Embracing the concept of community that has the ability to exist and live outside the walls of a given blog or proprietary product is definitely a step in the right direction. (For that matter, it doesn’t take a huge intuitive leap to see the value of having a TypePad Connect profile as the endpoint for an OpenID URL.) TypePad Connect could be another step toward the realization of a truly distributed social Web.

Current Reality

Even in its current beta iteration, the offering has some definite benefits. Things like simplified avatar management, lifestreaming of multiple services under one profile, and comment management features from a central dashboard will be appealing to many existing Six Apart customers and will likely attract new users, as well.

But as with any beta offering, there are some downsides and issues.

Ironically, one of the current issues with TypePad Connect is comment management. Even though comments are not stuck on a specific blog, comments are still stuck within TypePad Connect. Allowing users to export comments is on the roadmap, but in the beta version, all comments are currently being held on the TypePad Connect servers. That’s a concern.

There’s also the opposite problem: there’s currently no way to import comments into TypePad Connect. That means if you’re starting a blog from scratch, you’ll be fine, but if you’re adding TypePad Connect to an existing blog, you’re going to have an old comment database and a new one. So you’ll be managing two sets of comments.

That said, it’s a beta. It’s expected to have flaws.


TypePad Connect definitely has a vision for a far more grand offering than the current beta. No doubt, pressure – be that pressure from users asking for the functionality or pressure from competitors like Automattic (which has begun to amalgamate the ingredients for a similar offering with Gravatar and IntenseDebate) – necessitated Six Apart moving sooner rather than later.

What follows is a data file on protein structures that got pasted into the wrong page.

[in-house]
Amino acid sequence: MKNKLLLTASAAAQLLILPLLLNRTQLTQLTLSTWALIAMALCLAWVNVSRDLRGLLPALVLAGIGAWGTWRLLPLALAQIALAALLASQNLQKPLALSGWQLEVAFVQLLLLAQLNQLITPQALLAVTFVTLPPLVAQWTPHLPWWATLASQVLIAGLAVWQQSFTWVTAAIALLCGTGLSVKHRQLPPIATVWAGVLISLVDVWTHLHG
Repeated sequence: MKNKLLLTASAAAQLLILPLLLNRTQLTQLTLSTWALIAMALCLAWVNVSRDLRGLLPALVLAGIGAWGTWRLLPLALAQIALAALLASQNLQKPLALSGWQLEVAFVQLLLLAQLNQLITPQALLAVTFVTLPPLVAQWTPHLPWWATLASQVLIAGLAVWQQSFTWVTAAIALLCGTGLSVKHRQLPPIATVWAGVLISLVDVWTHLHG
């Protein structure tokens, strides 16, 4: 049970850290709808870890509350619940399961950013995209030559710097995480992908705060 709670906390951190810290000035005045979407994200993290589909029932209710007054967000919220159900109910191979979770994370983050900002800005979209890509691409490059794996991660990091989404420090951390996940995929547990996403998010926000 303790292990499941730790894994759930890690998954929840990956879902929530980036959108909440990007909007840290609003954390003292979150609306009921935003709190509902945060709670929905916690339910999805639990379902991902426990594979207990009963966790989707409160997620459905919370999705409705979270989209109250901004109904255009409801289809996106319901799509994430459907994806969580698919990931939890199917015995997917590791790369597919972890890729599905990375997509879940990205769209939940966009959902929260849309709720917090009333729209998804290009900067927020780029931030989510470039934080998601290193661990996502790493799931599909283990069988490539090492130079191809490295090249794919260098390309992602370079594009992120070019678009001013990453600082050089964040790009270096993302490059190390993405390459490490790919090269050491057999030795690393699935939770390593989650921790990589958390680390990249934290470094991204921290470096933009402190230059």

But when it comes right down to it, it’s the vision in which I believe. I think Six Apart has a chance to provide a compelling solution for a common problem, even if they’re not quite there yet. And once they begin to get closer to that vision, it could change the way we think about managing our conversations online.

Vision aside, would I implement this solution today? To be honest, I’d be hesitant to adopt TypePad Connect on an existing blog until some of the beta kinks are worked out. But if I were starting a new blog today? TypePad Connect would definitely be in the running for my centralized commenting system – even though I wouldn’t be starting that blog on one of Six Apart’s platforms.

If you’re interested in trying it, TypePad Connect offers native support for Blogger, Movable Type 3.x and 4.x, Tumblr, TypePad, WordPress.org 2.0 and higher. It can also support any other installation with a chunk of javascript. Support for additional platforms are planned once the offering comes out of beta.